This Thursday marks the beginning of Portland Institute for Contemporary Art's ninth Time-Based Art Festival, a 10-day rush of dance, theater, comedy, music, film, visual art and other assorted weirdness. There's far too much going on during the festival for any one person to consume—you can browse the whole, bewildering schedule at pica.org—so we've pulled together the events we're most excited by in this first weekend of TBA.
How late it was, how late
Imago Theatre, 17 SE 8th Ave. 8:30 pm Friday-Sunday, 6:30 pm Monday-Tuesday, Sept. 9-13. $25.
East may be East and West may be West, but the twain meet quite comfortably in Shantala Shivalingappa. The Indian-born, Paris-bred dancer, daughter of Indian dancer Savitry Nair, was rigorously schooled in classical Indian Kuchipudi technique by master teacher Vempati Chinna Satyam. An old hand by age 13, Shivalingappa set out to bring the technique greater recognition outside India, performing in festivals worldwide and collaborating with several significant artists along the way, including French ballet innovator Maurice Bejart and German dance-theater visionary Pina Bausch, with whom she began dancing in 1999.
Bausch was felled by cancer two years ago, a blow to the performance world, but her imprint can be found in Namasya, a Sanskrit word meaning "reverence" and the name of the program Shivalingappa will offer here. It focuses on the commonalities, rather than the differences, in cultural styles and pays homage to Shivalingappa's teachers with dances choreographed by her mother, Bausch and Ushio Amagatsu, director of Japan's Sankai Juku butoh company and another of Shivalingappa's mentors. Shivalingappa begins the evening with classical Indian technique and works her way into the many influences that have shaped her choreographic style. She is a fluid, graceful dancer whose eloquent arm movements alone speak volumes about her worldly experience. HEATHER WISNER. Portland State University's Lincoln Performance Hall, 1620 SW Park Ave. 6:30 pm Friday, Sept 9. $20-$25.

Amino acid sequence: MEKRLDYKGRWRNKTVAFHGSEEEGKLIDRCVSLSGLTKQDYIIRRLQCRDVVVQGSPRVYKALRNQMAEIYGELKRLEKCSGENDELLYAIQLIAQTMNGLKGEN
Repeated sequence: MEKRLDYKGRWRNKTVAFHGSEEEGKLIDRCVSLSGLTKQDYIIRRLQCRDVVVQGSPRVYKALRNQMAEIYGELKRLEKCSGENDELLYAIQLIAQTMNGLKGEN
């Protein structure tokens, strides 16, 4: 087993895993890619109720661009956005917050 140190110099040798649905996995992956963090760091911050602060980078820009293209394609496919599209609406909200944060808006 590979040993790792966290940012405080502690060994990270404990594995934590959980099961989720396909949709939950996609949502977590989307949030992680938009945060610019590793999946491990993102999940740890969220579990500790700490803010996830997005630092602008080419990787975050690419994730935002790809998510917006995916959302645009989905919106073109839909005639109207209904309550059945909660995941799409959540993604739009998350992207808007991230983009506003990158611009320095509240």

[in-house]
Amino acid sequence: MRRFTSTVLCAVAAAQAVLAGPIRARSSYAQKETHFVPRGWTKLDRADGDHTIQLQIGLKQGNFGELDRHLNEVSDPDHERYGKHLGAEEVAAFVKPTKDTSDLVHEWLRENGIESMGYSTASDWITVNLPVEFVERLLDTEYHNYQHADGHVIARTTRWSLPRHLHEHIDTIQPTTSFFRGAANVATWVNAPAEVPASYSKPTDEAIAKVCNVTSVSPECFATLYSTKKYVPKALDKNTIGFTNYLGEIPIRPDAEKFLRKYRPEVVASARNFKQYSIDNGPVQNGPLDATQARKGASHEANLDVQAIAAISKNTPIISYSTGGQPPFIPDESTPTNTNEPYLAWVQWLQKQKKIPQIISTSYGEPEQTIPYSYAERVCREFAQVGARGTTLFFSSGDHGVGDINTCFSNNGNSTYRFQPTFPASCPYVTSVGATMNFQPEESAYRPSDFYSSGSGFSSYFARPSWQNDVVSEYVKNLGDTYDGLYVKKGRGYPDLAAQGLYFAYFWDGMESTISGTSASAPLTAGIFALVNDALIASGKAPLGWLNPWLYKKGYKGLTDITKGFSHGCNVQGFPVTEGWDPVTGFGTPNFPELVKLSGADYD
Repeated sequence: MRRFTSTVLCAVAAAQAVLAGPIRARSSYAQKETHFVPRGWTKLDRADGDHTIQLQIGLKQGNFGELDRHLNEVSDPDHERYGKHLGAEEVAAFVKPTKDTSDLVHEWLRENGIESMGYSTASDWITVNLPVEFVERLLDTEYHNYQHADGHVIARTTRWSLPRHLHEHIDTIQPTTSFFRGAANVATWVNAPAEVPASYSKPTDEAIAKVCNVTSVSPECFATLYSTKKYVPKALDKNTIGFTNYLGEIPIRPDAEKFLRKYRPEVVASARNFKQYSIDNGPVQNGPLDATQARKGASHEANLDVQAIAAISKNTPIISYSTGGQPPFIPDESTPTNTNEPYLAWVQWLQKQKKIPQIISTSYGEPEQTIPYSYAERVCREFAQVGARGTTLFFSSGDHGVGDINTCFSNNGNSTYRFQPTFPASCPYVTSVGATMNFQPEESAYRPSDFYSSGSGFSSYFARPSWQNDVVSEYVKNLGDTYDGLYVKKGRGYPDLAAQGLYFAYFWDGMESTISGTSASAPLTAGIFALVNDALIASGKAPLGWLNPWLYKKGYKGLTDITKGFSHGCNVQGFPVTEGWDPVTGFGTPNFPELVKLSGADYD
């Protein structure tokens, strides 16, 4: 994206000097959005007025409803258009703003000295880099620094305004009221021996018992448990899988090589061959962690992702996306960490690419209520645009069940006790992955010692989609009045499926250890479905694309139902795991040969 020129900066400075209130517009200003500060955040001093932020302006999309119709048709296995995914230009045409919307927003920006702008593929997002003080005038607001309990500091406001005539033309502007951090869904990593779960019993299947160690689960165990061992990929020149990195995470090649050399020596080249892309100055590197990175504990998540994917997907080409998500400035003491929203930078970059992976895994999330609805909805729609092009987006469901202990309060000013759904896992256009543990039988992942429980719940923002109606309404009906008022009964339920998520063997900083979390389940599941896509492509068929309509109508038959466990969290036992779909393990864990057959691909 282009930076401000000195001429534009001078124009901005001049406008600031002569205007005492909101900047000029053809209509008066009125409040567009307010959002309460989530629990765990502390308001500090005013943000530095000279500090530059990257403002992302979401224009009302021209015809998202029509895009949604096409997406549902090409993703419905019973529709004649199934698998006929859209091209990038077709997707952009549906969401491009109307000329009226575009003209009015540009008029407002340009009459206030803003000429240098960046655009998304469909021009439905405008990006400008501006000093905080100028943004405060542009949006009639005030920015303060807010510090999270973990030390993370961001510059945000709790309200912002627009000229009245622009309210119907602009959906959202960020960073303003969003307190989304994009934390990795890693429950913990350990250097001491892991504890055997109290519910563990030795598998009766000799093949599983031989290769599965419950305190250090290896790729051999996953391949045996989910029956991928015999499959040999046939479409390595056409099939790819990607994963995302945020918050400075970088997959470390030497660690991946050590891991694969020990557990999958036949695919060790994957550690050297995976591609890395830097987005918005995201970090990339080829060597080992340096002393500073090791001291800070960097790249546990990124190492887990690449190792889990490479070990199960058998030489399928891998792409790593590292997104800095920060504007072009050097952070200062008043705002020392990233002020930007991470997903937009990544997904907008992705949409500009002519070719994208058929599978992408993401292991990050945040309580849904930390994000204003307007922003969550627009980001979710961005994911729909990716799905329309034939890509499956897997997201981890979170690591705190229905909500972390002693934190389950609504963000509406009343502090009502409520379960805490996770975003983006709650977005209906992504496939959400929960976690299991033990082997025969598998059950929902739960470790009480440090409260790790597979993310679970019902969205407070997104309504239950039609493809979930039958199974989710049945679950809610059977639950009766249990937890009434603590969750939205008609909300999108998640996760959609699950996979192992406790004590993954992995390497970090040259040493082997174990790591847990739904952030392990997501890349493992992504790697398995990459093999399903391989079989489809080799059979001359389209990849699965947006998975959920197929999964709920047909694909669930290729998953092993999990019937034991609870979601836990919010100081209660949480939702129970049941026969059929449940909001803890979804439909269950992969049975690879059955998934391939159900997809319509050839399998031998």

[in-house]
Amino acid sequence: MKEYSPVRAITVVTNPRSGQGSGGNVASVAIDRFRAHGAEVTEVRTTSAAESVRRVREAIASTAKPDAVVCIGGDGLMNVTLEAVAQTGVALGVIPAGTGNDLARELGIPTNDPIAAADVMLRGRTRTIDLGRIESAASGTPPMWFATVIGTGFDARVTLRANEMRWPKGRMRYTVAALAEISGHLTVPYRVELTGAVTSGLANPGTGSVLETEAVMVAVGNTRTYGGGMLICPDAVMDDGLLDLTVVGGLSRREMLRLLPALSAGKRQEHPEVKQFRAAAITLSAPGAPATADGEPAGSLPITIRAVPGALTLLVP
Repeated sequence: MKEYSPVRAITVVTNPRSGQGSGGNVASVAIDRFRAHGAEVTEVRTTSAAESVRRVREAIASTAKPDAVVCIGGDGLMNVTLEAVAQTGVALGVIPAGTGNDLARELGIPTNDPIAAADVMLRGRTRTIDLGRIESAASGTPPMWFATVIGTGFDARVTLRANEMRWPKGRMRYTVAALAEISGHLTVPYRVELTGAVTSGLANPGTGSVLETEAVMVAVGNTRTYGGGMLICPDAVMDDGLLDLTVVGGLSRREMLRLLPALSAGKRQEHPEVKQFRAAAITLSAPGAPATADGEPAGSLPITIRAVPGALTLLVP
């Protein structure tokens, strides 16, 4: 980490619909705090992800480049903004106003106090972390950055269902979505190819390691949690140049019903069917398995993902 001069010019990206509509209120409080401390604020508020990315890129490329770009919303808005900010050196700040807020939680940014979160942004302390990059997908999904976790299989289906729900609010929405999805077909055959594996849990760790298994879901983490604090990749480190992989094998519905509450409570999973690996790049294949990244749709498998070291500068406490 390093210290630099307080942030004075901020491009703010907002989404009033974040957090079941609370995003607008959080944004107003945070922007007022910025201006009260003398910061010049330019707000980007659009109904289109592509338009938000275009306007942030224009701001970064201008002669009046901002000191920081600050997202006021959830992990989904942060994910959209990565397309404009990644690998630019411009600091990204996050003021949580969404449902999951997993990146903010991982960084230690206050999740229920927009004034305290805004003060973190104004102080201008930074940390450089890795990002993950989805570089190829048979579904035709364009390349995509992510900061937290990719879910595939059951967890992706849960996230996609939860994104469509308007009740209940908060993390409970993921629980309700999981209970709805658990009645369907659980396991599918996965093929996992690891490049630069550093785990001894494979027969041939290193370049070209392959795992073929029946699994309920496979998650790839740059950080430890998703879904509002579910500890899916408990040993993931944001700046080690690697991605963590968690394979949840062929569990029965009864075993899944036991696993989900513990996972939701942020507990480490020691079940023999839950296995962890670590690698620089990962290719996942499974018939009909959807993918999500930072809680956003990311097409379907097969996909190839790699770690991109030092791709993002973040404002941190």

Oscarâs Delirium Tremens
Equal parts quirky, cuddly and dangerous, Patrick Rock is best known locally as the director of Rocksbox Contemporary Art, the cutting-edge North Portland gallery known for its outrageous programming. Nationally and internationally, he is known as a performer in the gonzo post-punk band Piss. Once every few years, he makes gigantic, vaguely obscene inflatable jump rooms. Back in 2009, he created a 30-foot forced-air hot dog called Simulacra/Hermaphrodite for Jeff Jahnâs show Fresh Trouble, and invited the public to climb into the phallus-shaped sausageâs vulva-shaped entry portal and jump around to its heartâs content. For this yearâs TBA, Rock brings us a tribute to the great aesthete Oscar Wilde. Oscarâs Delirium Tremens is an upside-down toppled pink elephant that you climb into via a slit that may or may not be an anus, perineum or vulva. Metaphorically, it represents the Wildean dance with decadence that so many artists undertake, not always to their everlasting triumph. Viscerally, itâs just plain fun to jump around in an overgrown dead elephant. Washington High School,
Southeast Stark Street and 14th Avenue
Choreographer Kyle Abraham grew up in Pittsburgh listening to the cityâs only urban contemporary radio station, WAMO. When the station went off the air in 2009, even though he had long since moved to New York, he mourned the loss. In The Radio Show, Abraham explores how the disappearance of such a vital institution affects a community and connects the stationâs closure to his fatherâs struggle with Alzheimerâs. Itâs a performance inspired by communication breakdowns, both cultural and personal. Accompanied by a collage of popular R&B and hip-hop songs, an original chamber score and snatches of human voices calling out through static, Abraham and his company, Abraham.In.Motion, mix the immediacy of street dancing with the polished elegance of the conservatory. It is the young companyâs first full show, and has earned Abrahamâdescribed by Out magazine as âthe best and brightest creative talent to emerge in New York City in the age of Obamaââa 2010 Bessie Award and accolades from The New York Times, which called the work âsmart and self-aware, and luscious too.â Itâs an emotional reminder that even when speech is taken away, whether by disease or the economy, the language of movement remains. MATTHEW SINGER. Winningstad Theatre, Portland Center for the Performing Arts, 1111 SW Broadway. 6:30 pm Friday-Sunday, Sept. 9-11. $20.